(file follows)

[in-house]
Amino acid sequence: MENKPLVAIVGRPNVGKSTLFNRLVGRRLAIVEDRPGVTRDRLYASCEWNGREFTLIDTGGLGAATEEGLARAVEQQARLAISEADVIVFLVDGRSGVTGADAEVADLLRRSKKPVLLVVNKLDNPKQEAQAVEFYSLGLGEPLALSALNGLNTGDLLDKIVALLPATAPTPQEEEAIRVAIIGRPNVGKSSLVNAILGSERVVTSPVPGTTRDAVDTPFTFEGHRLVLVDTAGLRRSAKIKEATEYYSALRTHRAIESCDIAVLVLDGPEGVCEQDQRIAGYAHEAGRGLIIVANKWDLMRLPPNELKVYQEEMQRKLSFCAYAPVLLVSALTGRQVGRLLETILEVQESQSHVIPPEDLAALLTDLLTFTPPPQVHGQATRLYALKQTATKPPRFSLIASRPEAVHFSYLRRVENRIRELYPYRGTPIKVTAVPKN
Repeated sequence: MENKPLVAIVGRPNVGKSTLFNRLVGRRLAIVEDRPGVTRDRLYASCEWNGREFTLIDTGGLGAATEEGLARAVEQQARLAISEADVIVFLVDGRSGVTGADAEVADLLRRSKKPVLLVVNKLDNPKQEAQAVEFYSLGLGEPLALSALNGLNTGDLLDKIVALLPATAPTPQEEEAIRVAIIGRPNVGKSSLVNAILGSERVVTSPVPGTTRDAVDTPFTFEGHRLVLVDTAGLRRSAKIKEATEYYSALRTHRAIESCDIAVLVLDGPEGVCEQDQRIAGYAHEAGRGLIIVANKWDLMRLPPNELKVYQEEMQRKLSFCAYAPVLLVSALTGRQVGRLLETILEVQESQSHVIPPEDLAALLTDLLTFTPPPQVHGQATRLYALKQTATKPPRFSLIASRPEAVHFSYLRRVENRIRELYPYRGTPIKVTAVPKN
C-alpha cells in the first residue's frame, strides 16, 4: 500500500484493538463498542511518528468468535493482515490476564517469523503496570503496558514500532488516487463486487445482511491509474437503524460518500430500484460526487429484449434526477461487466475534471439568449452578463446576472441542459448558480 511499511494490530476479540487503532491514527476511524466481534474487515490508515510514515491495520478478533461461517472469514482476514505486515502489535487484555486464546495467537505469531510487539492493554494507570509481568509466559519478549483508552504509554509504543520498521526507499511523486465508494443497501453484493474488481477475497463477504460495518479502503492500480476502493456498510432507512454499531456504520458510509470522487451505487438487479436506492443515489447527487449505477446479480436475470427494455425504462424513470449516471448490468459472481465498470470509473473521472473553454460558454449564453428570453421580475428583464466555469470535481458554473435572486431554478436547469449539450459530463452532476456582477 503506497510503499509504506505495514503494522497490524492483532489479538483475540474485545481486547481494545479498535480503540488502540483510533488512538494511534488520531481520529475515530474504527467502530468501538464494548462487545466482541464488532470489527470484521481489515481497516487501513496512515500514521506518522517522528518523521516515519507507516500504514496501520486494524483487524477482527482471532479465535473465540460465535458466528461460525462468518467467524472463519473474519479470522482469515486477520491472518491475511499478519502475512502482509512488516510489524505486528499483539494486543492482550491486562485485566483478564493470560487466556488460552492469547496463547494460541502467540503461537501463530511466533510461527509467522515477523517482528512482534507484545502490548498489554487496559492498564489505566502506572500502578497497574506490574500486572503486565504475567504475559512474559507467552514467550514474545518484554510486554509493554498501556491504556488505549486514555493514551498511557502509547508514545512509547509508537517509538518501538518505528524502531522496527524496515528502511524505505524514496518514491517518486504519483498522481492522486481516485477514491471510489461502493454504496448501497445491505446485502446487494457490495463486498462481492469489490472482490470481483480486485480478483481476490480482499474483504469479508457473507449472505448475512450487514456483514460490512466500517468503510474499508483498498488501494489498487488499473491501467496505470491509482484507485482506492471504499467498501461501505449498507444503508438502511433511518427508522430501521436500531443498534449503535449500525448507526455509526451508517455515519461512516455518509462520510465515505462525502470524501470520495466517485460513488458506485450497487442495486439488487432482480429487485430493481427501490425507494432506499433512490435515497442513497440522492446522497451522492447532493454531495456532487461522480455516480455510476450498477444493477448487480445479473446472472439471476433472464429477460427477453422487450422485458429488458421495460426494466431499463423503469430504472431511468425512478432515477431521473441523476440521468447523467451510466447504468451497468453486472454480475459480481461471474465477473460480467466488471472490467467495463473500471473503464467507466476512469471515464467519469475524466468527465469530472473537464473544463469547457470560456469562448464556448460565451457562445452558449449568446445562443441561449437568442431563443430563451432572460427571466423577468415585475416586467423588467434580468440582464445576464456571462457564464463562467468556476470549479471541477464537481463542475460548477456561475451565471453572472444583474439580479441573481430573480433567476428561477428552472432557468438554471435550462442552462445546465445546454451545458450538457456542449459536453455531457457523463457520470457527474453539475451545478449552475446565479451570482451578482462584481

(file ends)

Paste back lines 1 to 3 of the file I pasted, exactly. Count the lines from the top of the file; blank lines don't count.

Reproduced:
[in-house]
Amino acid sequence: MENKPLVAIVGRPNVGKSTLFNRLVGRRLAIVEDRPGVTRDRLYASCEWNGREFTLIDTGGLGAATEEGLARAVEQQARLAISEADVIVFLVDGRSGVTGADAEVADLLRRSKKPVLLVVNKLDNPKQEAQAVEFYSLGLGEPLALSALNGLNTGDLLDKIVALLPATAPTPQEEEAIRVAIIGRPNVGKSSLVNAILGSERVVTSPVPGTTRDAVDTPFTFEGHRLVLVDTAGLRRSAKIKEATEYYSALRTHRAIESCDIAVLVLDGPEGVCEQDQRIAGYAHEAGRGLIIVANKWDLMRLPPNELKVYQEEMQRKLSFCAYAPVLLVSALTGRQVGRLLETILEVQESQSHVIPPEDLAALLTDLLTFTPPPQVHGQATRLYALKQTATKPPRFSLIASRPEAVHFSYLRRVENRIRELYPYRGTPIKVTAVPKN
Repeated sequence: MENKPLVAIVGRPNVGKSTLFNRLVGRRLAIVEDRPGVTRDRLYASCEWNGREFTLIDTGGLGAATEEGLARAVEQQARLAISEADVIVFLVDGRSGVTGADAEVADLLRRSKKPVLLVVNKLDNPKQEAQAVEFYSLGLGEPLALSALNGLNTGDLLDKIVALLPATAPTPQEEEAIRVAIIGRPNVGKSSLVNAILGSERVVTSPVPGTTRDAVDTPFTFEGHRLVLVDTAGLRRSAKIKEATEYYSALRTHRAIESCDIAVLVLDGPEGVCEQDQRIAGYAHEAGRGLIIVANKWDLMRLPPNELKVYQEEMQRKLSFCAYAPVLLVSALTGRQVGRLLETILEVQESQSHVIPPEDLAALLTDLLTFTPPPQVHGQATRLYALKQTATKPPRFSLIASRPEAVHFSYLRRVENRIRELYPYRGTPIKVTAVPKN